What if glass had never been invented?
Imagine waking in a world where glass had not been invented. All glass utensils have vanished we cannot have clocks or watches because they cannot exist without the protective facing of glass. We can’t have light bulbs without glass, we can’t have windows without glass: if we suffer from short or long sight there are no contact lenses or spectacles to help us. There is no mirror in the bathroom to shave with, no bottles or jars for ointment, no glass for your toothbrush. There is no television in the living room – without a screen, they cannot exist. When we look out of the window we see no cars, buses, trains, or airplanes for without windshields none of them can operate. The shops in town have no window displays and our gardens have no glasshouses. Our understanding of astronomy and biology would be very limited because there would be no telescopes and no microscopes. It is hard to conceive of the scientific revolution without barometers, thermometers, vacuum flasks, retorts, and a whole panoply of other glass instruments. The artistic and aesthetic world would be entirely different there would be no photographs no films no television no Gothic cathedral windows and no stained glass masterpieces by Louise Comfort Tiffany, John La Farge, or Frank Lloyd Wright.
Samuel Johnson Muses About Glass
“Who when he first saw the sand and ashes by a casual intenseness of each melted into a crystalline form, rugged with excrescences and clouded with impurities, would have imagined that in this shapeless lump lay concealed so many conveniences of life as would in time constitute a great part of the happiness of the world. Yet by some such fortune which is liquefaction was mankind taught to procure a body at once in a high degree solid and transparent which might admit the light of the sun, and exclude the violence of the wind; which might extend the site of the philosopher to new ranges of existence, and Charm him at one time with the unbounded extent of material creation and at another with the endless subordination of animal life; and, what is of yet more importance, might supply the decays of nature and succor old age with subsidiaries sight. Thus was the first artificer in glass employed, go without his knowledge or expectation. He was facilitating and prolonging the enjoyment of light, and enlarging the avenues of science, and conferring the highest and most lasting pleasures; he was enabling the student to contemplate nature, and the beauty to behold herself. “
Dr. Samuel Johnson 1750.
The nature of glass – a super-cooled fluid
The material glass is not as simple as it looks. Although it is rigid and therefore acts like a solid, the internal molecular structure is disordered and random – more like a liquid. This is unlike the ordered arrangement of atoms and molecules in metals and crystals.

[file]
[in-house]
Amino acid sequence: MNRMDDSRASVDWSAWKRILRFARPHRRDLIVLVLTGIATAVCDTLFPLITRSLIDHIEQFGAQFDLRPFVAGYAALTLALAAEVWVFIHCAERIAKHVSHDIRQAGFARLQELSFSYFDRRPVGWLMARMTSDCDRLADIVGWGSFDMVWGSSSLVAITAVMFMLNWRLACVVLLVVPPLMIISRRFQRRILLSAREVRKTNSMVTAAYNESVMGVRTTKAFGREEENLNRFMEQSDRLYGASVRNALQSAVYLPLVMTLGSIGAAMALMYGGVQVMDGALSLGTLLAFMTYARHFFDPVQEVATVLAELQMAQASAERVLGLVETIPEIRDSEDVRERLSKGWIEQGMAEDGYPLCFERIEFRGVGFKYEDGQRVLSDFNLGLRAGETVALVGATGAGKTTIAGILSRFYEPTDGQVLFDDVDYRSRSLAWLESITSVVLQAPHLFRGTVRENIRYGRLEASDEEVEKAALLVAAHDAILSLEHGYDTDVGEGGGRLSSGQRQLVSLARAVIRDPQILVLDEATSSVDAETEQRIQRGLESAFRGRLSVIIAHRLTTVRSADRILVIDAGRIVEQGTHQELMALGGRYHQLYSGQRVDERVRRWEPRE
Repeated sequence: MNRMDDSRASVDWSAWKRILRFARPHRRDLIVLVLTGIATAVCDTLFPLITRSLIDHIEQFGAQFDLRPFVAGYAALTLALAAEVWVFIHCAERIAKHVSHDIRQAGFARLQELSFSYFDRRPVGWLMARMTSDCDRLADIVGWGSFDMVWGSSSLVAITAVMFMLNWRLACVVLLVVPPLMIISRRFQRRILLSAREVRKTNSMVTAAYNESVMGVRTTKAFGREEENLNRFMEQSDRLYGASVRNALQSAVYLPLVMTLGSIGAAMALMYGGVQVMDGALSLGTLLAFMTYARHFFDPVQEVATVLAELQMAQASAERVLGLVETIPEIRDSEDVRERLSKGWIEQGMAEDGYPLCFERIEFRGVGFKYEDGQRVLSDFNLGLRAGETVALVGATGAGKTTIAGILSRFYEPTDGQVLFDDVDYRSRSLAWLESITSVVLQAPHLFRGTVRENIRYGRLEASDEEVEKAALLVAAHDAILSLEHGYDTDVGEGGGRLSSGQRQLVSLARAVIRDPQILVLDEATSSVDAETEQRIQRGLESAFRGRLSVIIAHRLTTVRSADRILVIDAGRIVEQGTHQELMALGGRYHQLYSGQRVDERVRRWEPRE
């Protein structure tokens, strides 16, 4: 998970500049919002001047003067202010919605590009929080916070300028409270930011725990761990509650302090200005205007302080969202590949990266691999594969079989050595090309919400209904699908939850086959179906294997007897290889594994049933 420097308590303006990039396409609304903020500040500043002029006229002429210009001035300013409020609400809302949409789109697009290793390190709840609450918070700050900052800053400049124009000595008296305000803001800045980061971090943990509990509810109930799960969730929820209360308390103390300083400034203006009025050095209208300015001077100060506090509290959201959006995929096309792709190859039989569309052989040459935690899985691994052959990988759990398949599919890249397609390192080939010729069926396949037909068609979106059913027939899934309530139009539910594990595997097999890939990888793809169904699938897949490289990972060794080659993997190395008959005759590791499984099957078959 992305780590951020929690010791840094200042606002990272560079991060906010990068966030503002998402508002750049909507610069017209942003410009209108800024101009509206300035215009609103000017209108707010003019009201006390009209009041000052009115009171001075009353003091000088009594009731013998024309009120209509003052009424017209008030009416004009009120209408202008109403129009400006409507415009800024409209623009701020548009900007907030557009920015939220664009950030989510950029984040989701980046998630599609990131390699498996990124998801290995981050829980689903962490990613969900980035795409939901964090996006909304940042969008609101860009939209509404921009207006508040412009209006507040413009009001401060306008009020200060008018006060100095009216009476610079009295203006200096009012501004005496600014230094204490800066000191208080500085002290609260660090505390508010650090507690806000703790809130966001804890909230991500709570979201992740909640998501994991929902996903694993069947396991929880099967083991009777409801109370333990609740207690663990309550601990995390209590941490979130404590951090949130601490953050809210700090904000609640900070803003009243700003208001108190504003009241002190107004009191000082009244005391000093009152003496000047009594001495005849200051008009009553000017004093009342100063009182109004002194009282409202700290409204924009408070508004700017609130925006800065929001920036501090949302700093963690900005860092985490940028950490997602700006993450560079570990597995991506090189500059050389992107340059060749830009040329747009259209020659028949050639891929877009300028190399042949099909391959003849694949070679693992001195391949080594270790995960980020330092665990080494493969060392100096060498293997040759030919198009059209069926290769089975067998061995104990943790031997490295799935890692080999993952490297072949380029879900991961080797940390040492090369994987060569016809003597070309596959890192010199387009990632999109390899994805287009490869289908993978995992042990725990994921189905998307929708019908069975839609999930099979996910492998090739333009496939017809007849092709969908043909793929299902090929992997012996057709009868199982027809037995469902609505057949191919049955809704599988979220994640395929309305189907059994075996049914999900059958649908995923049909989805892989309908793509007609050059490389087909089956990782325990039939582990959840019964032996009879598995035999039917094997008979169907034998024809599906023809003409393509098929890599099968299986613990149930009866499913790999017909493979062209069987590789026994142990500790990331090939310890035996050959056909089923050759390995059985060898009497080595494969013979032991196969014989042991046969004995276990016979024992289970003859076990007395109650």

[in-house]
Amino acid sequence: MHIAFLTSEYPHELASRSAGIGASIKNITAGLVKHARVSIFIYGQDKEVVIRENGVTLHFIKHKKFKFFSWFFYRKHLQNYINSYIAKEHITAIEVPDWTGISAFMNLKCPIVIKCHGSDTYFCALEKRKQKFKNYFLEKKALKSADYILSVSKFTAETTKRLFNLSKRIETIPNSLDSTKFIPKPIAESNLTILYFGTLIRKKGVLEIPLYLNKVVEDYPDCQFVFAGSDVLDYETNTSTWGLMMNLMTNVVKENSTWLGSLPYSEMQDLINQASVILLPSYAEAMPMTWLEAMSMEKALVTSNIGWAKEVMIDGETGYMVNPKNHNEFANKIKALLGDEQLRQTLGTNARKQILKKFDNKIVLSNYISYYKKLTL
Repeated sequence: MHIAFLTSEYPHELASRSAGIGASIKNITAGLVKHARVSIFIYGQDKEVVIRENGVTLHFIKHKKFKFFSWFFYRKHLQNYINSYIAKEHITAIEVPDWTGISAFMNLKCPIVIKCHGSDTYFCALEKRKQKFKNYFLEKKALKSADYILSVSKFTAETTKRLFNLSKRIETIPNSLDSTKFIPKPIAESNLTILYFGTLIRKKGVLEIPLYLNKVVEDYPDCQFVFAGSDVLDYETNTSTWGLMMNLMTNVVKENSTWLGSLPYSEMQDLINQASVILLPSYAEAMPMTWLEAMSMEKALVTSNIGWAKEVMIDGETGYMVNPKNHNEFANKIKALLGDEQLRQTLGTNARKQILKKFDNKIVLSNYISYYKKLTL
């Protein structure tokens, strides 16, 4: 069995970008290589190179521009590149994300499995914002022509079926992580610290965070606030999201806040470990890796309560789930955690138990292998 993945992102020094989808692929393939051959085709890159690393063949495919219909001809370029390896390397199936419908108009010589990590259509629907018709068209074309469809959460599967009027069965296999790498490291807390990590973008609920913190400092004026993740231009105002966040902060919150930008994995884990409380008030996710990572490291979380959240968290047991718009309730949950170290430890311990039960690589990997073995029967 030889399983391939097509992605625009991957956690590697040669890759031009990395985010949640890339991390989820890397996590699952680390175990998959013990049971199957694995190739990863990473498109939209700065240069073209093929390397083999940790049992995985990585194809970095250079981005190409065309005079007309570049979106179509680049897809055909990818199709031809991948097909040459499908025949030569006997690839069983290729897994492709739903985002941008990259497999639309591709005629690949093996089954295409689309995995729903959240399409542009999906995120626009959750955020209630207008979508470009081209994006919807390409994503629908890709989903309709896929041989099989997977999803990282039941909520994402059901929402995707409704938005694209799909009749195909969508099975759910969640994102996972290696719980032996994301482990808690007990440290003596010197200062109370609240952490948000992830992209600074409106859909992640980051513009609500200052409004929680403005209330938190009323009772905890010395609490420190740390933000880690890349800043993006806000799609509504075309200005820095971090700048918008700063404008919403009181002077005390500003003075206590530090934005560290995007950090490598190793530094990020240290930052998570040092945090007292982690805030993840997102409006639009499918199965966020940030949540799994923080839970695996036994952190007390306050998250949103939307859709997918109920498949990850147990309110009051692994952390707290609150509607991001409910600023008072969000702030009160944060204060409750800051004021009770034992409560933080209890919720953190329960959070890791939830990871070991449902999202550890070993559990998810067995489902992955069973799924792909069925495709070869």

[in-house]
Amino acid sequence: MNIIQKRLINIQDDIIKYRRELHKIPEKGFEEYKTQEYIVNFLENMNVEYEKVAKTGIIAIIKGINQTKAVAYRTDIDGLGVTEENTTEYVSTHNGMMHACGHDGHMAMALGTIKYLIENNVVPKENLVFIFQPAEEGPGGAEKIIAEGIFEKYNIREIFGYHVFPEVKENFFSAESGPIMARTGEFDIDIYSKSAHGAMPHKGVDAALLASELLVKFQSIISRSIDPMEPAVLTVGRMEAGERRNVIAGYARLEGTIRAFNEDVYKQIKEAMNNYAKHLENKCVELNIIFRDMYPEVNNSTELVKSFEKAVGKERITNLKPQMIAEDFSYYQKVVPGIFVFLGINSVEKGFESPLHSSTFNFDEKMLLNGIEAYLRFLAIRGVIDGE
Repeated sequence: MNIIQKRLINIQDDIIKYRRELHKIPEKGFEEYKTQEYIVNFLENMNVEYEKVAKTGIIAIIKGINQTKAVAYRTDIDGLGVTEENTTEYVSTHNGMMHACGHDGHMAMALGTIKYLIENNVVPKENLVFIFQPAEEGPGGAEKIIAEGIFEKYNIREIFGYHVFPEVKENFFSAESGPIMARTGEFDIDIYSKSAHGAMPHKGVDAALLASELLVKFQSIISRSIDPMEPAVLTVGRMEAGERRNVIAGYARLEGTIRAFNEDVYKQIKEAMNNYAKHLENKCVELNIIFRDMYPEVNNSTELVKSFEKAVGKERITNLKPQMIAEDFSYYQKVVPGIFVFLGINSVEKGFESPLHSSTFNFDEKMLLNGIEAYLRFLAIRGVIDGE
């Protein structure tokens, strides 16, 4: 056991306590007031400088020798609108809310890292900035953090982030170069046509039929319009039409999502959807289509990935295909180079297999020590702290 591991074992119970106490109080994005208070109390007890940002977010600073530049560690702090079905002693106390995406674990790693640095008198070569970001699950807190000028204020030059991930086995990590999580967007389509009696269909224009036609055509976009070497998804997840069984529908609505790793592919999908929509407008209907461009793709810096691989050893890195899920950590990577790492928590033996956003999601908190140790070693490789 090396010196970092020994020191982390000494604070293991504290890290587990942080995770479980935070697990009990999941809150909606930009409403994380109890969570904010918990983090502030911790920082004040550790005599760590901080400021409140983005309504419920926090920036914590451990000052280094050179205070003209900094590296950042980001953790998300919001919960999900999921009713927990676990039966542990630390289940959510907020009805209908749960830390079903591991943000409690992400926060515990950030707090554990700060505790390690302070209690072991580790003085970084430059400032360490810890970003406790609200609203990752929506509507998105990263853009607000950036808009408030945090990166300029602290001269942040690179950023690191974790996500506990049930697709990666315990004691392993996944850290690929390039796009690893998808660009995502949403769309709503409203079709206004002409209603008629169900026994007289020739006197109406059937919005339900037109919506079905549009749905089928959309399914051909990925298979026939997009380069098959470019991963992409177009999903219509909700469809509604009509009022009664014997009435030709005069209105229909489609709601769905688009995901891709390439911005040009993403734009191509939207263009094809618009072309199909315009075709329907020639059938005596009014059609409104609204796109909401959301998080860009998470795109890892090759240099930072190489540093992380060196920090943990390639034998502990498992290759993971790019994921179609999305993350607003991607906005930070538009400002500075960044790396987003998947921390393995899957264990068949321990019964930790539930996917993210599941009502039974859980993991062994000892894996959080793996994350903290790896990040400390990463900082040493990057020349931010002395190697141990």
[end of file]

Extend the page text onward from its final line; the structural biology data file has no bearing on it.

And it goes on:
In molten glass the atoms of silicon and oxygen are tied together so loosely as to make the glass transparent. This disarray takes place during the melting process and before the atoms can reorganize themselves into regular patterns, the glass is cooled and all movement stops – producing a kind of frozen relict of liquid glass.
The very randomness of the molecular structure gives glass what technicians refer to as its formability – the ability to be made into thick flat sheets strong enough to stop a bullet and into very fine fibers capable of being woven into flexible objects or able to transmit light in fiber-optic cables. There is glass finer than a human hair, thick glass for transparent staircases, colored glass for stained glass windows, heat resistant pyrex for cooking: there is ground glass, cut glass, frosted glass, and milled glass.
Ductility of glass: an urban legend
The fact that glass is a type of super-cooled liquid lead some observers to speculate that glass could continue to flow, albeit very slowly, over historical time periods of centuries or millennia. Close examination of the small pieces of colored glass in the great Medieval Cathedrals of Europe showed that many were slightly thicker at the base and thinner at the top. Since some of this glass is almost 1000 years old, it was speculated that very slow viscous flow, under the force of gravity, had caused this thickening.
This theory has subsequently been shown to be false: theoretical calculations show that glass is much too rigid to be deformed at atmospheric temperatures and systematic, detailed measurements show statistically that many of the glass lites are thicker at the top. It was a fun theory while it lasted!
Is a broken mirror 7 years’ bad luck?
The famous superstition that a broken mirror means 7 years of bad luck is believed to date back to the Romans who believed than periods of bad health tended to occur after a seven year period. They therefore felt that after 7 years the average person would be ready for a bout of sickness, heart problems, biliousness and disease and that this was announced by the cracking of a mirror. A better explanation is that mirrors were extremely expensive back then and the curse was a threat made to slaves and servants to make sure they took great care of the precious mirrors.
In any case, a broken mirror had the same status as a black cat in ancient folklore and even Tennyson was aware of the danger – as he explained in these immortal lines spoken by the fabled Lady of Shalott:
She left the web, she left the loom,
She made three paces thro’ the room,
She saw the water-lily bloom,
She saw the helmet and the plume,
She looked down to Camelot.
Out flew the web and floated wide;
The mirror crack’d from side to side,
“The curse is come upon me,” cried
The Lady of Shalott.